While RATs have become more readily available, this has not always been the case in all parts of Canada. Some Canadians, through schools, daycares, or by purchasing tests online, may have had better access to these home tests than others. As more information becomes available, it will be possible to do more in-depth analysis on whether or not certain population groups who had developed COVID-19 antibodies from a previous infection may have been more, or less, likely to test positive with a RAT.
Through its partnership with the PHAC, Statistics Canada is committed to expanding the understanding of COVID-19 by continuing to update the provisional results from CCAHS on a monthly basis. Among the several aspects of this survey, future results will include the additional direct measures of SARS CoV-2 antibody data directly through dried blood spot tests and active infection status through PCR testing of saliva samples. This laboratory component of CCAHS is being conducted in partnership with the COVID-19 Immunity Task Force. These additional direct measures will build on the self-reported experiences of Canadians by providing population-level estimates on immunity against SARS-CoV-2 caused by a prior infection and/or as a result of vaccination and estimates of an active infection at the time of saliva specimen collection. These findings will be among others disseminated in upcoming publications. Beyond the additional direct measures, future publications will also provide insight into COVID-19 symptom severity and health care access during the pandemic.
Note to readers
Populations excluded from the CCAHS are persons living in the three territories, persons under 18 years of age, persons living on reserves and other Indigenous settlements in the provinces, full-time members of the Canadian Forces, persons living in institutions, and residents of certain remote regions.
As this report uses a subset of all the data collected in the survey, the data are not complete, are considered preliminary, and are subject to change upon the final release of the survey data. Survey data collection was completed over three overlapping collection periods with approximately equal samples in each. These collection periods began April 1, May 16, and June 1, respectively. Note, the vast majority of the collection occurred prior to the seventh national wave of COVID-19 (the third wave of the omicron variant to COVID-19).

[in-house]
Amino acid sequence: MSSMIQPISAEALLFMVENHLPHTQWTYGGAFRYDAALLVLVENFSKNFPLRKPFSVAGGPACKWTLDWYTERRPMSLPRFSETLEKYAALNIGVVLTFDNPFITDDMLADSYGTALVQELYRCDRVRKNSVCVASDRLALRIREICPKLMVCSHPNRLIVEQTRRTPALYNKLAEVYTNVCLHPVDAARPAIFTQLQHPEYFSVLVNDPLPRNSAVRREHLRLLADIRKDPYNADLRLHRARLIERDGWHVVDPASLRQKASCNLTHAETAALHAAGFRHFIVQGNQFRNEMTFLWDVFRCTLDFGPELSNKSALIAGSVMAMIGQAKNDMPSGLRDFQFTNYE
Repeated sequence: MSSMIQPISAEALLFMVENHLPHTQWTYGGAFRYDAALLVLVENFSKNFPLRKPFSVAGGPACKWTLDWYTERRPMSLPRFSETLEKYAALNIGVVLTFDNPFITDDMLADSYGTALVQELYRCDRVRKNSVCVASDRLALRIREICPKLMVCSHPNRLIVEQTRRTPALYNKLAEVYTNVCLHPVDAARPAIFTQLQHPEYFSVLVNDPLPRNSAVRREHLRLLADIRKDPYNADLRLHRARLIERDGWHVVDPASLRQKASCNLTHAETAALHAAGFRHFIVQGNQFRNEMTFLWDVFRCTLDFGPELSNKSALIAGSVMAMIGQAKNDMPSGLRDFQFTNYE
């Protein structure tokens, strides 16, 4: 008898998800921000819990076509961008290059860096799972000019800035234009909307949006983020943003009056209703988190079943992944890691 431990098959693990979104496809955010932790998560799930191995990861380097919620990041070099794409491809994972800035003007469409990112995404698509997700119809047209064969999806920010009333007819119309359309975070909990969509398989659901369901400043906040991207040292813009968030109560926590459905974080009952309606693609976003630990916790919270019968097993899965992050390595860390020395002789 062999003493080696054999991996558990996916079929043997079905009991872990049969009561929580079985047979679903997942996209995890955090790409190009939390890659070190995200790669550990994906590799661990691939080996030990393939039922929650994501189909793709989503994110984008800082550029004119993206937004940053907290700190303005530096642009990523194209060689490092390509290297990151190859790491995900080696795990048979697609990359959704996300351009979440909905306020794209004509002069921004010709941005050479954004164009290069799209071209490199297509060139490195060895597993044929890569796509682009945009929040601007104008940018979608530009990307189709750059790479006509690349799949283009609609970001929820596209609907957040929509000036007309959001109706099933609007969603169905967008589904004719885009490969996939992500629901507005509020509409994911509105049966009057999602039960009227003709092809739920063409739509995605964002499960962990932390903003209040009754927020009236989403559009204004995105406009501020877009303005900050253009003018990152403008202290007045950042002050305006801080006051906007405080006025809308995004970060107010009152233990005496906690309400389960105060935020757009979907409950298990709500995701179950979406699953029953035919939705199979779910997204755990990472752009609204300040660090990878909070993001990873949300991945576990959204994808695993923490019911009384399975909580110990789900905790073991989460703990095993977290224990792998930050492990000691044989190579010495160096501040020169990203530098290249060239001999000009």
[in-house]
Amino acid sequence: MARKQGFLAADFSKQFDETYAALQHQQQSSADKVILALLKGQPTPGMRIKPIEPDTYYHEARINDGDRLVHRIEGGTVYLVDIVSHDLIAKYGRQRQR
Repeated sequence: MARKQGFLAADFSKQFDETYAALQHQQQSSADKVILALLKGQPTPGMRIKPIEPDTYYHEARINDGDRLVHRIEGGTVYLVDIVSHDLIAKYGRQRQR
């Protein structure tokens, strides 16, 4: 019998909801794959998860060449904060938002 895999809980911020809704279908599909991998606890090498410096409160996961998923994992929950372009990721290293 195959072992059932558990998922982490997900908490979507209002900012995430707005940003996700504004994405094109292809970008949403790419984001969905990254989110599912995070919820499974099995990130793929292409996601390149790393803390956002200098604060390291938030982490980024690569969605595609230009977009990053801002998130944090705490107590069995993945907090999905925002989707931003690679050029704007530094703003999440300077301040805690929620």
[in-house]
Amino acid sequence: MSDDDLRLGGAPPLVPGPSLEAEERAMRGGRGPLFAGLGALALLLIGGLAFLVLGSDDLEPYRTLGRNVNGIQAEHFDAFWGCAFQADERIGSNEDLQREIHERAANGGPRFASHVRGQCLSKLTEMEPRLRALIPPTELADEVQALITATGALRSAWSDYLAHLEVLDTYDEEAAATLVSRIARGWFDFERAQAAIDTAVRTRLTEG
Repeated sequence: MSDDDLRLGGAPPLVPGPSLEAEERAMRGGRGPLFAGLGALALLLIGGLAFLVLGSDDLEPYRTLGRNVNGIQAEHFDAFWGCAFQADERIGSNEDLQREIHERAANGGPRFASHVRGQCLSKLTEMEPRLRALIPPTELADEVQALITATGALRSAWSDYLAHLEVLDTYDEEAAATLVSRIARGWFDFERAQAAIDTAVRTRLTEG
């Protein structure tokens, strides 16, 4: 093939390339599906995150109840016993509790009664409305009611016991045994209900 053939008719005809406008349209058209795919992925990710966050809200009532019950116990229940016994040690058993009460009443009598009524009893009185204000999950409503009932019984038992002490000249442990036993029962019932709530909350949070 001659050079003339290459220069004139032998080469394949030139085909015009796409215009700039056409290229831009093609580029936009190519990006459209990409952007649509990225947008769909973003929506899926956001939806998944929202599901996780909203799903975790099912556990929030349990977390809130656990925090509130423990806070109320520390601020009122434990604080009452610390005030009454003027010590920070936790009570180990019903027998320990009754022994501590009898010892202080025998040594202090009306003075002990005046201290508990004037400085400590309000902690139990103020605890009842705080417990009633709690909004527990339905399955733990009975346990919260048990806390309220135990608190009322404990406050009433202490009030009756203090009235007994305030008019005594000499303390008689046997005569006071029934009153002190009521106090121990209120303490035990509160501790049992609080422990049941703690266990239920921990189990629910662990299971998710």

Please note that the data in this article is based on the individual's self-reported first positive test result or first suspected infection and does not account for multiple infections.
As these data were analyzed at a time when collection was ongoing, provisional survey weights were used to minimize any potential bias that could arise from survey non-response. Non-response adjustments and calibration using available auxiliary information were also applied and are reflected in the survey weights included with the data file. Despite adjustments and calibrations reflected in the provisional survey weights, the high degree of non-response to the survey increases the risk of remaining bias. This remaining bias may impact estimates produced using the survey data.
As this is a limited provisional release, please note that not all variables for the survey have been released.